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-   -   Wet concrete in the Florida room (http://www.diychatroom.com/f105/wet-concrete-florida-room-169228/)

qslim 01-15-2013 05:14 PM

Wet concrete in the Florida room
 
I've noticed over the past week down here on the panhandle of FL that the concrete floor in my sunroom is steadily accumulating moisture. We had some decent rain about a week ago, and since then it's been humid as with temps around 70. There is a small circle right in the center of the room with small beads of water, and the same thing around edge of the floor at the bottom of the exterior walls. The room is a concrete slab, painted by the previous owner and set about 10" below the bottom floor of the house. The walls of the sunroom are brick, about 3' high with windows going the rest of the way up to the ceiling. There are no visible cracks in the floor.


The house was built in '80, and I just installed gutters last month. I've noticed the water on the floor a couple of times, but it hasn't been this bad before (I just bought it in Sept). I don't know a lot about this sort of stuff, whether this could be fixed by simply sealing the concrete or if it is a symptom of something else requiring repair. Thanks for reading here's a pic if it helps:

http://i103.photobucket.com/albums/m...2C46D8FEFF.jpg

joecaption 01-15-2013 05:18 PM

Post a picture of the outside.

qslim 01-15-2013 05:30 PM

Thanks for the quick reply. Here's a shot of the long wall, you can see the trench the lack of gutters carved out over the years about two feet out from the wall:

http://i103.photobucket.com/albums/m...2F0BEACFAA.jpg

And here's a shot of the other far wall making the corner that has the most moisture right now:

http://i103.photobucket.com/albums/m...2DD1BE8236.jpg

And if it matters I'm on the Panhandle of Fl, about 60 feet above sea level and my yard is very sandy and soft.

joecaption 01-15-2013 06:09 PM

Is there any heating run under that slab?
Make a guess as to how much higher that slab floor is to the outside grade.

qslim 01-15-2013 06:37 PM

No, no heating. The whole house sits on a slab and the hvac system is in the attic.

There is about a 3" drop at the threshold where the slab stops and the exterior walkway starts.

http://i103.photobucket.com/albums/m...33DF8A3533.jpg

jomama45 01-15-2013 09:17 PM

It clearly looks to be "sweating", or condensating. Usually happens when warm, humid air hits a much colder surface. Not much you can do to "retrofit" a vapor barrier under the slab, and I'd be wary of anything than claimed to serve as a VB from the top. You may just have to get a little more air movement in the room........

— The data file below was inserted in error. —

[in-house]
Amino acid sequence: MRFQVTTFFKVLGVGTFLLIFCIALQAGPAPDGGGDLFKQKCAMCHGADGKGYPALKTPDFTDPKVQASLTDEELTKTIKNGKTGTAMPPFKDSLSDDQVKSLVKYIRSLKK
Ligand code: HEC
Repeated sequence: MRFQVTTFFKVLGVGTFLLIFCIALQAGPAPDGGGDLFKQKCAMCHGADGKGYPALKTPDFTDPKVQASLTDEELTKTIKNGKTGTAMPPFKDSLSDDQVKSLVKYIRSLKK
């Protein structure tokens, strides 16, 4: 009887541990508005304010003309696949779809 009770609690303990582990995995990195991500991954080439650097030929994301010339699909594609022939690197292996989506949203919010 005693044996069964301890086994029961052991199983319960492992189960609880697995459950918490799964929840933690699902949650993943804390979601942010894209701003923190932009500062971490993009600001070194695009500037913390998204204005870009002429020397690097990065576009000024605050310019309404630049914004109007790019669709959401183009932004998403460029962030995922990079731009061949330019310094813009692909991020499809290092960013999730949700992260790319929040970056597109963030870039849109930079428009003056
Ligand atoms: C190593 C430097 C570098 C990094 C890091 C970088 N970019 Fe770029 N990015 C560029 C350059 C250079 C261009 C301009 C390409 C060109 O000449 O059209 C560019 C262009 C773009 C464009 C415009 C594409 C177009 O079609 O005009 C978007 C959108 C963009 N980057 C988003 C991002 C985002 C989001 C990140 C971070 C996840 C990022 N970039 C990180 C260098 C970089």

joecaption 01-15-2013 09:47 PM

Or a dehumifier.
Around here were required to is a vaper barrier and foam under a slab to prevent what you see happening.

Gary in WA 01-15-2013 10:54 PM

http://www.buildingscience.com/docum...lligator-alley

Fig.2; http://www.buildingscience.com/docum...059-slab-happy

Fig. 6-9; http://www.buildingscience.com/docum...sture-problems

Gary
PS. your fence and shed appear to slope toward the house... run the splash-blocks farther away.Check for termites/add f.b. or a french drain perimeter.

itsreallyconc 01-16-2013 05:28 AM

there are epoxies that will resist up to 30# rising moisture/wtr iirc,,, they can be colored or quartz/vinyl chipped,,, might be hydraulics as ' decent rain ' is a clue,,, 1 can have retrofit vapor barrier installed by pumping expanding foam grout thru the slab from inside,,,we don't often do that but sometimes its the only way to resolve issues

jomama45 01-16-2013 10:18 PM

Quote:

Originally Posted by joecaption (Post 1094557)
Or a dehumifier.
Around here were required to is a vaper barrier and foam under a slab to prevent what you see happening.

That's great, but this is in Florida, and it's 33 years old. First, VB's weren't common under floors back then, and second, you'll be hard pressed to find foam insulation under a floor in Florida, even in new construction today........

qslim 01-17-2013 05:05 PM

Thank you for the input. Joe, I think you're on the right track with the humidity. Just a few months ago I replaced all the flooring throughout the house, and there wasn't any evidence of water having come through the interior house slabs at all.. And just last night it rained like hell and brought in a lot of cool dry air, and this morning the Florida room is bone dry (even during the heavy rain). Maybe I was associating the wet floor with the rain before and not thinking about the humidity.

GBR, thank you for those links, there is some good reading in there.


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